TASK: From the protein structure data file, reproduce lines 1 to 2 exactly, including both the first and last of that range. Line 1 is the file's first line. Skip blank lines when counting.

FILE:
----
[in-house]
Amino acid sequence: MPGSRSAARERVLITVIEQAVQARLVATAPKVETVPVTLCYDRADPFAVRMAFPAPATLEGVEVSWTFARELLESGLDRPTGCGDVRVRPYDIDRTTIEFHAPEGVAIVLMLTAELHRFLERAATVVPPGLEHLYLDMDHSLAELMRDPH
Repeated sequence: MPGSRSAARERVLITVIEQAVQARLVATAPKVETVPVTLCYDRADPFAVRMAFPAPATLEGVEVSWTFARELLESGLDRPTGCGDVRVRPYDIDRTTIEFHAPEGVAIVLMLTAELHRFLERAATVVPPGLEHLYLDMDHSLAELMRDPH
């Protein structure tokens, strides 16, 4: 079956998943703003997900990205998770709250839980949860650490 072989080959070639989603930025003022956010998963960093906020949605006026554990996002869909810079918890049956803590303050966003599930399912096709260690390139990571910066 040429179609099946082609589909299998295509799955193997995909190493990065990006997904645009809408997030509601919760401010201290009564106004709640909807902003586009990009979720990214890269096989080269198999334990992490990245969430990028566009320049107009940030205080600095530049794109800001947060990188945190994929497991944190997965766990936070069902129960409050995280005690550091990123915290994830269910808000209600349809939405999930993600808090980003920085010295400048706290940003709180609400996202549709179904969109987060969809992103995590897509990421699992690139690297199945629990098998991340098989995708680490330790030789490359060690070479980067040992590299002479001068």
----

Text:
[in-house]
Amino acid sequence: MPGSRSAARERVLITVIEQAVQARLVATAPKVETVPVTLCYDRADPFAVRMAFPAPATLEGVEVSWTFARELLESGLDRPTGCGDVRVRPYDIDRTTIEFHAPEGVAIVLMLTAELHRFLERAATVVPPGLEHLYLDMDHSLAELMRDPH